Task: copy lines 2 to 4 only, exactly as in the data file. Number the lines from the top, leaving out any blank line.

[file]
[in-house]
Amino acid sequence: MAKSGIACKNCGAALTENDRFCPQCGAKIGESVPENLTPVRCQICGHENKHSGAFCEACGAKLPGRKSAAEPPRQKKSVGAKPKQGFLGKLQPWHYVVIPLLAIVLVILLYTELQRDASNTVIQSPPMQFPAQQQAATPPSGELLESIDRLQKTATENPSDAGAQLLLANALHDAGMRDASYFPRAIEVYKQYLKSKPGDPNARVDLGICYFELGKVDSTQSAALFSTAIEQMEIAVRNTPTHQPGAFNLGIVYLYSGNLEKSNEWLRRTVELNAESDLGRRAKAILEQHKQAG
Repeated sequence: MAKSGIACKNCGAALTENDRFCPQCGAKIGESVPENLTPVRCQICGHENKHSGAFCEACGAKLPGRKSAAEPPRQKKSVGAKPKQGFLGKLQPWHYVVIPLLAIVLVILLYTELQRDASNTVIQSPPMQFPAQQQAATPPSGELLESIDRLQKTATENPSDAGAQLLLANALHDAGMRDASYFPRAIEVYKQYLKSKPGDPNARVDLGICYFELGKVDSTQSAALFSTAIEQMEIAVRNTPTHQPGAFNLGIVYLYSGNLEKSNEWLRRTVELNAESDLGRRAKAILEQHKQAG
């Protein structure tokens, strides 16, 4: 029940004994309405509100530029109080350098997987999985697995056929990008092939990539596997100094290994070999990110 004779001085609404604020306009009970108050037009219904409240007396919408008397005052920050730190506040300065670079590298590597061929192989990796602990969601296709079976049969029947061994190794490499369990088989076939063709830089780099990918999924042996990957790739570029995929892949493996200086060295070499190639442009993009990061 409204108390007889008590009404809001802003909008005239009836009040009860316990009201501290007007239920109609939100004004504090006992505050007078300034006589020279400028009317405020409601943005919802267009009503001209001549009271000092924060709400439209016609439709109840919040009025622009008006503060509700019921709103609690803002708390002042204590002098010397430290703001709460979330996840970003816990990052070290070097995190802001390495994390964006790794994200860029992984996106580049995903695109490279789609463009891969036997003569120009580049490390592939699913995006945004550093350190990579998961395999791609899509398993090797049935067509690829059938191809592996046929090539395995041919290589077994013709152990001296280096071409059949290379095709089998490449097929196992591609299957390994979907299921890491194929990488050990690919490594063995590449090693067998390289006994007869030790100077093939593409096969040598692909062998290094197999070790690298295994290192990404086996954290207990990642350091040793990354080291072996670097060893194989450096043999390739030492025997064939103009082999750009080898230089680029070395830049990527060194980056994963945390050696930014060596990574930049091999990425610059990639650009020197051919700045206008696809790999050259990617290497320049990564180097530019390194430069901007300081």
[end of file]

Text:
Amino acid sequence: MAKSGIACKNCGAALTENDRFCPQCGAKIGESVPENLTPVRCQICGHENKHSGAFCEACGAKLPGRKSAAEPPRQKKSVGAKPKQGFLGKLQPWHYVVIPLLAIVLVILLYTELQRDASNTVIQSPPMQFPAQQQAATPPSGELLESIDRLQKTATENPSDAGAQLLLANALHDAGMRDASYFPRAIEVYKQYLKSKPGDPNARVDLGICYFELGKVDSTQSAALFSTAIEQMEIAVRNTPTHQPGAFNLGIVYLYSGNLEKSNEWLRRTVELNAESDLGRRAKAILEQHKQAG
Repeated sequence: MAKSGIACKNCGAALTENDRFCPQCGAKIGESVPENLTPVRCQICGHENKHSGAFCEACGAKLPGRKSAAEPPRQKKSVGAKPKQGFLGKLQPWHYVVIPLLAIVLVILLYTELQRDASNTVIQSPPMQFPAQQQAATPPSGELLESIDRLQKTATENPSDAGAQLLLANALHDAGMRDASYFPRAIEVYKQYLKSKPGDPNARVDLGICYFELGKVDSTQSAALFSTAIEQMEIAVRNTPTHQPGAFNLGIVYLYSGNLEKSNEWLRRTVELNAESDLGRRAKAILEQHKQAG
């Protein structure tokens, strides 16, 4: 029940004994309405509100530029109080350098997987999985697995056929990008092939990539596997100094290994070999990110 004779001085609404604020306009009970108050037009219904409240007396919408008397005052920050730190506040300065670079590298590597061929192989990796602990969601296709079976049969029947061994190794490499369990088989076939063709830089780099990918999924042996990957790739570029995929892949493996200086060295070499190639442009993009990061 409204108390007889008590009404809001802003909008005239009836009040009860316990009201501290007007239920109609939100004004504090006992505050007078300034006589020279400028009317405020409601943005919802267009009503001209001549009271000092924060709400439209016609439709109840919040009025622009008006503060509700019921709103609690803002708390002042204590002098010397430290703001709460979330996840970003816990990052070290070097995190802001390495994390964006790794994200860029992984996106580049995903695109490279789609463009891969036997003569120009580049490390592939699913995006945004550093350190990579998961395999791609899509398993090797049935067509690829059938191809592996046929090539395995041919290589077994013709152990001296280096071409059949290379095709089998490449097929196992591609299957390994979907299921890491194929990488050990690919490594063995590449090693067998390289006994007869030790100077093939593409096969040598692909062998290094197999070790690298295994290192990404086996954290207990990642350091040793990354080291072996670097060893194989450096043999390739030492025997064939103009082999750009080898230089680029070395830049990527060194980056994963945390050696930014060596990574930049091999990425610059990639650009020197051919700045206008696809790999050259990617290497320049990564180097530019390194430069901007300081």